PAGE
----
If you are interested in growing an easy-care plant that looks unique, cleans the air, and propagates with ease, look no further than the money plant. Learn how to grow pilea plants with these simple tips.
I was inspired to purchase my first money plant from Martha Stewart. She did a whole show on houseplants and spoke highly about them so I had to try growing one.
And let me tell you how much I LOVE my money plant. I started with one small plant that I probably paid a few dollars for and now have 4 separate plants from that first plant.
And it’s still growing.
The mother plant continues to produce baby plants, so once a year, I divide them off and repot them in terracotta pots.
But I can’t keep them all. Some I’ve kept for decorating my home and purifying the air. While others, I’ve given some away to my friends and family.
Because they propagate with ease, they make perfect indoor plants for gifting.
Want to learn more about these easy-care indoor plants? Read on because pileas are really fun to grow.
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About Pilea Plants
Pilea is a genus of plants in the family Urticaceae, with the common name of Chinese money plant, friendship plant, and pancake plant, depending on the variety.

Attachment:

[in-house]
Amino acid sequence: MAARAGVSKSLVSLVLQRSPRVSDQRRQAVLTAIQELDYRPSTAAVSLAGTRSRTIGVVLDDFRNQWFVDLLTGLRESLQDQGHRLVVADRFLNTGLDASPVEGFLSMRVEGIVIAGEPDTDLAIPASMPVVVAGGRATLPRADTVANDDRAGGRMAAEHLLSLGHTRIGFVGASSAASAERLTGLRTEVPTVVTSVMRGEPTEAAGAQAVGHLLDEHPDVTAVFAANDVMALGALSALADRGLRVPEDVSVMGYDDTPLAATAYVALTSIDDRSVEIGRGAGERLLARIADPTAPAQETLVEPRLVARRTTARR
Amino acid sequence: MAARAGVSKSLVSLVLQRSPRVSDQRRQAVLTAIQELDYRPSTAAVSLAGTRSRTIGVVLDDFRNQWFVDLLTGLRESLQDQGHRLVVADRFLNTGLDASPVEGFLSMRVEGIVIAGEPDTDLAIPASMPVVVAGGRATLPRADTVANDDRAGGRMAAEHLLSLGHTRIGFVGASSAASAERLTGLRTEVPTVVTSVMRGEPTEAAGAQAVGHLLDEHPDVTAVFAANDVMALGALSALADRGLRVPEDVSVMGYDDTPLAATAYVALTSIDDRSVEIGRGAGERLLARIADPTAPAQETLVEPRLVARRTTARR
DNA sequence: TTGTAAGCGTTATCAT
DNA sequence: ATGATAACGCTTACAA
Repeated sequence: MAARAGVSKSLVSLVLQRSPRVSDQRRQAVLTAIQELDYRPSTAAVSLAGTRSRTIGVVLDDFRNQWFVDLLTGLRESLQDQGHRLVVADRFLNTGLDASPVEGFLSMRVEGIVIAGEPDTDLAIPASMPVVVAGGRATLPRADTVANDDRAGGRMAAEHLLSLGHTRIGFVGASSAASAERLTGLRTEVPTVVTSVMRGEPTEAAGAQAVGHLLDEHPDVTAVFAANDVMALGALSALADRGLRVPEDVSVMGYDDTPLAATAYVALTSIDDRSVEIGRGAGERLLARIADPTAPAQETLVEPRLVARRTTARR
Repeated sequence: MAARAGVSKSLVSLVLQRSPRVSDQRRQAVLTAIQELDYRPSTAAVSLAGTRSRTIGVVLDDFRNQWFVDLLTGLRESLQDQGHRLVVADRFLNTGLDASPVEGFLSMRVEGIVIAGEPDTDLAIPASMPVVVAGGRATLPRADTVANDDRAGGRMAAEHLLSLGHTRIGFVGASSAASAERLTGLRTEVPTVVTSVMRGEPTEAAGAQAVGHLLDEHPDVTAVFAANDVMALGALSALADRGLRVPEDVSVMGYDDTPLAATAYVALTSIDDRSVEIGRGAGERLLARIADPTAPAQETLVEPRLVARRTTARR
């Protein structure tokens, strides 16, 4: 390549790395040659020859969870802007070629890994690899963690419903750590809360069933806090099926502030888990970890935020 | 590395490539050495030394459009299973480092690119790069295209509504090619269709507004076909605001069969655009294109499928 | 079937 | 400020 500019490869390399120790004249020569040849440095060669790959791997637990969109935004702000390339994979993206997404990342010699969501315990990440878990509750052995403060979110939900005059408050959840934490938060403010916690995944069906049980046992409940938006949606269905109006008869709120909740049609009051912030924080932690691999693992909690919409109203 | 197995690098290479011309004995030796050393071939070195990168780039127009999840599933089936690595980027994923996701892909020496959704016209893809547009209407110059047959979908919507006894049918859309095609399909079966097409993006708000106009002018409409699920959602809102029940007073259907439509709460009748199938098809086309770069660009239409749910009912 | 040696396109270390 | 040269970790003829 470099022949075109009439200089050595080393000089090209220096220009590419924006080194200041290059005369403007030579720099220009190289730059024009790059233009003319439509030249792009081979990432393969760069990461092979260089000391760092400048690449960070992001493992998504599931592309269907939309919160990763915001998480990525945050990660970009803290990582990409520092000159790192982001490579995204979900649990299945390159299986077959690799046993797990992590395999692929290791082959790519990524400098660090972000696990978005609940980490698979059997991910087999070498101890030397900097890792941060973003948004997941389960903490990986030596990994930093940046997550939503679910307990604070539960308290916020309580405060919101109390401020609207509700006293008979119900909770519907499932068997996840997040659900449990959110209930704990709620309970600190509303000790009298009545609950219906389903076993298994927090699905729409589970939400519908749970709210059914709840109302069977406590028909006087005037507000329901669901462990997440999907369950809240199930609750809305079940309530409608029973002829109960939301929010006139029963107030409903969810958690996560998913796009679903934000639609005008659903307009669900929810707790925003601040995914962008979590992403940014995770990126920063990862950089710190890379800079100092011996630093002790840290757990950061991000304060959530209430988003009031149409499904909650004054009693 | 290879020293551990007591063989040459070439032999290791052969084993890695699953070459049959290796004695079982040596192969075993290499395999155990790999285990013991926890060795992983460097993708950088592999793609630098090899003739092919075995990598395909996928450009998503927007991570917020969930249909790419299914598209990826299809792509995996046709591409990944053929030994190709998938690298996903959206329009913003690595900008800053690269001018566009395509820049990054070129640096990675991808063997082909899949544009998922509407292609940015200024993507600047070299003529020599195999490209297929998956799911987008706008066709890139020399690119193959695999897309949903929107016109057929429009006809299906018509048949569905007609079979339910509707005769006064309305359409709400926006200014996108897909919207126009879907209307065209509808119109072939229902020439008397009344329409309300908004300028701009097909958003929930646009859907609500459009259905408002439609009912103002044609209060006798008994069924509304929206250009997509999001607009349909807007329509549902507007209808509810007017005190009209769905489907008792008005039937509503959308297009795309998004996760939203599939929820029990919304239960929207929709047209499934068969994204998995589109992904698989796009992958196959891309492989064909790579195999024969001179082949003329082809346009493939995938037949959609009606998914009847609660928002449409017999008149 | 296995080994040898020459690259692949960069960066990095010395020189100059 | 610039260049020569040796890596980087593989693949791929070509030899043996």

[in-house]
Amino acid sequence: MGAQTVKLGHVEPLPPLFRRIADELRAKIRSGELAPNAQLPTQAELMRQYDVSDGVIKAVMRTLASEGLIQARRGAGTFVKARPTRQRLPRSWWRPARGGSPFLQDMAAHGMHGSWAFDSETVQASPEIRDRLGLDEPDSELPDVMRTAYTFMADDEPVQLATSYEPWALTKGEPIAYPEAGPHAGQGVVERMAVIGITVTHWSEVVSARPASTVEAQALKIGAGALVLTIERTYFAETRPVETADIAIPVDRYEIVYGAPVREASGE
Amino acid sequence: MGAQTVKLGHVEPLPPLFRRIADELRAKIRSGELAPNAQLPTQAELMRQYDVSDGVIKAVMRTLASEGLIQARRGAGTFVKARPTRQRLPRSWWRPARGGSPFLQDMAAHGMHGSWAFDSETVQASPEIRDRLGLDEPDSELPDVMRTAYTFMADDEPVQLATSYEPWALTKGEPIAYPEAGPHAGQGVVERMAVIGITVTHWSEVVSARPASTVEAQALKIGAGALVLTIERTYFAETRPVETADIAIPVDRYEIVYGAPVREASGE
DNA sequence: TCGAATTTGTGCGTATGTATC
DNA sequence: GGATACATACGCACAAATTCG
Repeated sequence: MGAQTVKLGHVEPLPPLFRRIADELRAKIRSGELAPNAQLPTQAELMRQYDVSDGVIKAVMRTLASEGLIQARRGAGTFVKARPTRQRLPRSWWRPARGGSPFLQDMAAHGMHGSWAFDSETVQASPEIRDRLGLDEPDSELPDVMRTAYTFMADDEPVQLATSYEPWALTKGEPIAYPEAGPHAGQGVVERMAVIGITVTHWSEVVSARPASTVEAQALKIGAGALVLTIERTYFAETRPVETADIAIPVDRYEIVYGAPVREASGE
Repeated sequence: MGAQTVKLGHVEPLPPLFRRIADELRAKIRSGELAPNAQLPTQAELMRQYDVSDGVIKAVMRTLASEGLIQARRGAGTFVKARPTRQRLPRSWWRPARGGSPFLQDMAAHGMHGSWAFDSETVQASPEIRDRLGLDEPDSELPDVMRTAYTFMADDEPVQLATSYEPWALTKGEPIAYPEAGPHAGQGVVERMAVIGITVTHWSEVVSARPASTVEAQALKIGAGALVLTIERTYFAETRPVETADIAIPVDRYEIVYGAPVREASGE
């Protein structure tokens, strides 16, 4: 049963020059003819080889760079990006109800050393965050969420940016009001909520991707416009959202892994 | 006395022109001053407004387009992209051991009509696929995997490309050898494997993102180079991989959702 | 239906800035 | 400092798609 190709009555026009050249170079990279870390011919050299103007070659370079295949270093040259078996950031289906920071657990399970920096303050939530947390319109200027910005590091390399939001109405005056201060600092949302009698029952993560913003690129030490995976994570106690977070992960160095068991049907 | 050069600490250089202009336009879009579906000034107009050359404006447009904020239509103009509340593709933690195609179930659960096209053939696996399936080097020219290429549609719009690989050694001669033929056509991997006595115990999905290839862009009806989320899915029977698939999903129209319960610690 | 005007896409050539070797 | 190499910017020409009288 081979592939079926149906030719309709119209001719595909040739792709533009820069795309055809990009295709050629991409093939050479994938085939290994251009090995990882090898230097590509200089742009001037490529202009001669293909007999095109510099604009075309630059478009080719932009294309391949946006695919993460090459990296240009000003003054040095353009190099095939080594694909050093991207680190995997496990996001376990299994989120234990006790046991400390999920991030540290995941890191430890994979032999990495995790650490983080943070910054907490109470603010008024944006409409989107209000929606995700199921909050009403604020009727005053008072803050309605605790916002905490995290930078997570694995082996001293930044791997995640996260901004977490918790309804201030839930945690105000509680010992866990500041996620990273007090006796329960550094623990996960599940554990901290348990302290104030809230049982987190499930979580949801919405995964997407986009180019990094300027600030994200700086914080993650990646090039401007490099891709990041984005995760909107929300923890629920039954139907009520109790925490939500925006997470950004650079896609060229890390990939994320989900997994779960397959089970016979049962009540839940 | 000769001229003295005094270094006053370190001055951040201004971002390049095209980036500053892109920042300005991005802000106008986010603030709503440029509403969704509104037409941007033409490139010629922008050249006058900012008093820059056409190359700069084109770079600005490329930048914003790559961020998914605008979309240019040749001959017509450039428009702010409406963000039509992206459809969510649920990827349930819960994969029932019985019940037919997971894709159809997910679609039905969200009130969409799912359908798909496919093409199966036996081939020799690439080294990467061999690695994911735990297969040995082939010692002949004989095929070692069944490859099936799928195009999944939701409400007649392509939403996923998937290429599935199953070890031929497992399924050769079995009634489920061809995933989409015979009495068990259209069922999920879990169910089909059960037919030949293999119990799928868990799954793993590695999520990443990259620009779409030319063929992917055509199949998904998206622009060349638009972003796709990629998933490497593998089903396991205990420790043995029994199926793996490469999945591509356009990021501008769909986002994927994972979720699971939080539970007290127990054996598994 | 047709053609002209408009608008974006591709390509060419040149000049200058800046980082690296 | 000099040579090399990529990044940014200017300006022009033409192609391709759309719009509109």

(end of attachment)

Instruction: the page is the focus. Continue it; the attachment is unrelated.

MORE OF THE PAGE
Pilea peperomioides plant has been referred to as the coin plant because of its unique look with coin-shaped leaves. It is believed to bring good luck to those who care for them.
Pilea peperomioides are native to Central and South America but have become popular houseplants due to their ease of care and unique, flat, coin-shaped leaves. They are fast-growing plants that prefer indirect bright light and well-draining moist soil.
Keep an eye on the watering though as over-watering can lead to root rot. So it’s a good idea to allow the soil to dry out slightly between waterings.
Propagation can easily be done by rooting stem cuttings in water or dividing baby pileas from the mother to make new plants.
Types of Pilea Plants
There are several different pilea plant varieties that include:
- Pilea Perperomioides Plant
- Pilea Cadierei
- Pilea Involucrata
- Pilea Mollis
- Pilea Microphylla
- Pilea Nummulariifolia
- Pilea Depressa
Do you grow any of them? If so, let me know in the comments because I’d love to hear about your favorites!
Chinese Money Plant Care
The pilea plant is a great houseplant that is relatively easy to grow with very little maintenance. I highly recommend growing them if you are just starting out with indoor plant care.
Here is what you need to know to grow happy and healthy pilea plants.
Pilea plants prefer bright indirect sunlight but can tolerate a little bit of sun. Intense direct sunlight can cause their leaves to burn.
My pileas are kept in the sunroom on the north side of my house and seem to be pretty happy there.
When I cared for it at my former home, I kept them out of direct sunlight between two windows on the south side of my home. So they got a lot of light there, but it was not getting directly hit by the sun at all.
It is important to water pilea plants regularly, but allow the soil to dry out slightly between waterings. Over-watering can stress the plant and lead to root rot. So be careful not to overwater.